Some of these young people try to throw it off, declaring they’re done with the sanctimonious pose, but then, they end up back in the mind-healing business, like a Spanish boy who was “recognized” as a tulku, trained in India at a monastery, rejected the indoctrination and proclaimed his training a form of captivity in a degenerate environment, and left his robes behind, only to succumb to the allure of guruhood again, which he seems to be pursuing against his own better judgment. Some cases end up like Dzongsar, a bitter, bile-spitting little man who exhibits a fascination with spiritual totalitarianism and a raunchy sexuality that many would say ill befits a cleric.

Others end up like the child that Chogyam Trungpa sired upon the body of a Tibetan nun, then abandoned in childhood -– Osel Rangdrol Mukpo, aka the Sakyong Mipham. No one would envy young Osel’s upbringing -– life in India must have been tough with his mother, who received no support from his father Chogyam, and worked on a road crew after Osel was born; however, it was probably better than the two years he spent in an orphanage in England while his father was litigating over his custody with a family of English Buddhists who believed Trungpa and his sixteen-year old bride were a bit too punk rock to be raising children. When Trungpa finally got custody of Osel and brought him to his Boulder, Colorado enclave, he was whisked into a weird world where his father was a god to legions of dazzled Americans, and spent most of his life in a booze & coke haze, delivering himself of unusual Buddhist lectures that wordsmith students pounded into core Buddhist bestsellers, the backbone of the Shambhala Publishing empire.

Osel was not trained extensively in meditation, and it is rumored by those present during his internment at the Karmapa’s monastery that he was an impulsive sort, more given to blasting about on his motorcycle than engaging the “three wisdoms” of “hearing, contemplation, and meditation” that ripen a lama’s spiritual wisdom. Osel was not at all prepared to lead a spiritual movement. Nevertheless, when Trungpa’s chosen Regent, Thomas Rich, fell into disgrace and killed two students with a sexually-administered dose of AIDS, the original Trungpa succession plan was scrapped, and Osel found himself in the role of Top Banana.

Ultimately, Osel’s legacy was consumed by the absurd excesses his father engineered into the social structure of his “Kalapa Kingdom.” The “Kalapa Court” was a locus of licentiousness during Trungpa’s life, a playground of sex, drugs and alcohol that ensnared seven women that Trungpa married. Trungpa had been married to Diana for a few years when he started marrying seven other women, and she played turnabout deftly, cohabiting with Mitchell Levy and bearing his child, Ashoka. The extra seven women, called “Sang Yum,” received marriage licenses from the Kalapa Kingdom, and comprised the core of Trungpa’s inner social circle. One young woman, inducted into an intimate relationship at an early age and married to Trungpa at 18, later committed suicide. Among those who remain, some are venerated as near-saints, and appear in gushing profiles as ideals of the spiritual woman on the website. Most of the surviving Sang Yum have kept their silence about the iniquities they observed and engaged in while serving as one-eighth of Trungpa’s sex life. One of the Sang Yum has broken silence, however, revealing Trungpa to be a cocaine addict, explaining, metabolically, how he could drink alcohol to extreme excess and remain mobile, if not ambulatory. This toxic lifestyle put an end to Trungpa’s earthly adventures at the age of 46 in 1987, but the shenanigans continued in the Kalapa Kingdom.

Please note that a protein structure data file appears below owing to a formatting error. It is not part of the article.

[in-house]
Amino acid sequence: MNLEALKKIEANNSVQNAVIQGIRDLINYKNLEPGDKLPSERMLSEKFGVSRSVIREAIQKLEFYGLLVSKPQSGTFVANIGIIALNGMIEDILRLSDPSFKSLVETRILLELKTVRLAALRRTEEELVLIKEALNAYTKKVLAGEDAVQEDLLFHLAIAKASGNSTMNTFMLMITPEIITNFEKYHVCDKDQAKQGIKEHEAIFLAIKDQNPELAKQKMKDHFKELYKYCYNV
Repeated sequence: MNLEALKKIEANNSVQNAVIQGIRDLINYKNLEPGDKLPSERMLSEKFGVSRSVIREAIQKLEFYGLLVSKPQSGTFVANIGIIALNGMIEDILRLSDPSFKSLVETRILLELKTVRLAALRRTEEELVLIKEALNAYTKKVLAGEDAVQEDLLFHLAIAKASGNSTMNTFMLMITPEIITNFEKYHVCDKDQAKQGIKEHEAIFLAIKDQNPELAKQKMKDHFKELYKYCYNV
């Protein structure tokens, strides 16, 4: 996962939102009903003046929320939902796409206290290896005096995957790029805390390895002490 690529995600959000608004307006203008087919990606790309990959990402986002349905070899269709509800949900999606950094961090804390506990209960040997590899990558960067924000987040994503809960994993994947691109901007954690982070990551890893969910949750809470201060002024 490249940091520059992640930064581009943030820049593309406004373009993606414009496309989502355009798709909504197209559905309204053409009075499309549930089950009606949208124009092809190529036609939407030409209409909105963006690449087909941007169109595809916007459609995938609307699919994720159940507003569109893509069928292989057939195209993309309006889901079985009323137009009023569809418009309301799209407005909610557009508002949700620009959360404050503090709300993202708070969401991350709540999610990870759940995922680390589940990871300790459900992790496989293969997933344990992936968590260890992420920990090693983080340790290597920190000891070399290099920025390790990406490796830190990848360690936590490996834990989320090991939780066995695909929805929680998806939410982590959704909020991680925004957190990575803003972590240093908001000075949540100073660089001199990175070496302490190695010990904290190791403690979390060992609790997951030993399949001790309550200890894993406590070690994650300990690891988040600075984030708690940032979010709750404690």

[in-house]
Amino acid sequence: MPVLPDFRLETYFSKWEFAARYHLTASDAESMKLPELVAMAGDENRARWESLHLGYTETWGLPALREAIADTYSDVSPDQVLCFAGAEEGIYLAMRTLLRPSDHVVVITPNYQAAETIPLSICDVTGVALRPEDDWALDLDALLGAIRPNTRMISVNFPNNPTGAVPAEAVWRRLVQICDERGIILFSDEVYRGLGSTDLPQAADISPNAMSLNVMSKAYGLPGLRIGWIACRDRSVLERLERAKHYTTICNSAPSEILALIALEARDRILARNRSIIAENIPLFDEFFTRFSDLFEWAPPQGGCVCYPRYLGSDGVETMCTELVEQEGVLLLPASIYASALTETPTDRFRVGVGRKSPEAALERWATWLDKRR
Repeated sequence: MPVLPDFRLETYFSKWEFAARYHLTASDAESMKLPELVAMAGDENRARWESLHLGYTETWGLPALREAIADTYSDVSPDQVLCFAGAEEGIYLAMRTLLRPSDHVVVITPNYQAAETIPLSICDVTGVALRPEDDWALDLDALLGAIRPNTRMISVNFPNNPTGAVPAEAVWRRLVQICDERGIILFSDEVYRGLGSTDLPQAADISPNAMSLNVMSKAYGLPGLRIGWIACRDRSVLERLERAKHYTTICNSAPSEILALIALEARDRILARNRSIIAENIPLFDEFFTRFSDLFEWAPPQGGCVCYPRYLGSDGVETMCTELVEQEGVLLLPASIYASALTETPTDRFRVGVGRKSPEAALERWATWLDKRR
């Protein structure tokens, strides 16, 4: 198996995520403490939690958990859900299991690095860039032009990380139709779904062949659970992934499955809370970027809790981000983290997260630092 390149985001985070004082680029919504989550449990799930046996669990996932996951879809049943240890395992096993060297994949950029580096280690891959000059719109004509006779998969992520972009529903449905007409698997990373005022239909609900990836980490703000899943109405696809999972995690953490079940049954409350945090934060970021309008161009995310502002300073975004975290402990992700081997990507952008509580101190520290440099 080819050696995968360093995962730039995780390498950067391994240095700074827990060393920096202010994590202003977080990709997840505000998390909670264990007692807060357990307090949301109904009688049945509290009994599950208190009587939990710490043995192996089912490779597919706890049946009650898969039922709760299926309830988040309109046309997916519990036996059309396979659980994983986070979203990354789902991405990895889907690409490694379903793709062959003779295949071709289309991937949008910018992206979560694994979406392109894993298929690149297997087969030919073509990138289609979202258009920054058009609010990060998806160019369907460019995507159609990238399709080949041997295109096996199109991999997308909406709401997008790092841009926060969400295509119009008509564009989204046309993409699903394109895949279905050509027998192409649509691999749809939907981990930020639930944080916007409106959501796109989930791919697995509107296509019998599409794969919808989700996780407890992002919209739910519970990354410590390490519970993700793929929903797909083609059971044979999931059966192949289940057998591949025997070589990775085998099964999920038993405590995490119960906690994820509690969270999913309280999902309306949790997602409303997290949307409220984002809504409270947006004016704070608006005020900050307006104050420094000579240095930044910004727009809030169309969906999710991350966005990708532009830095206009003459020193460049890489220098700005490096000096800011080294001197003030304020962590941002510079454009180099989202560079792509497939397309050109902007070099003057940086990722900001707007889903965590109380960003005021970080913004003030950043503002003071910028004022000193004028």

Trungpa’s love of intoxicants and an abundance of sexual encounters had spread throughout the group. Two teachers are currently incarcerated awaiting trial on charges of child molestation. Numerous others have been credibly accused of using their teacher status to extract sexual favors and obeisance from women and men. And Osel himself, the Sakyong, the monarch of his father’s spiritual kingdom, was outed in 2018 as the beneficiary of an entire system that, Weinstein-like, captured and sacrificed female followers to his drunken lust. Shambhala exhorts its followers to believe that their religion will someday take over the entire world and save it from a Moslem horde, which might seem a bizarre notion for modern American students to hold, but once you know that Trungpa was a rake and yet the founding saint of the religion, nothing is too crazy to believe. So just as sure as dogs come back and lick up their vomit, the Shambhala organization is moving with all deliberate speed to place Osel back on his throne, which, by the way, is ten feet high.

Asked about his father in a hagiographic video advertising Chogyam Trungpa’s “Crazy Wisdom” persona, Osel’s half-brother Gesar obliquely reveals that his father was a distant figure who gave him kingly respect, not fatherly affection: “My father respected me, and would listen to what I had to say. He treated me like a reincarnated lama -– like the king of another country.” Gesar has chosen not to act out the role of tulku, but wants to be a good Buddhist. Gesar’s half-brother Ashoka is the product of the loose sexual mores prevalent in Trungpa’s group, born to the extramarital union of Gesar’s mother Diana and Trungpa’s disciple Mitchell Levy. Ashoka has not donned Buddhist robes, currently is a staff reporter for the ACLU, and has enjoyed a series of plum jobs as a journalist, if his own webpage is accurate.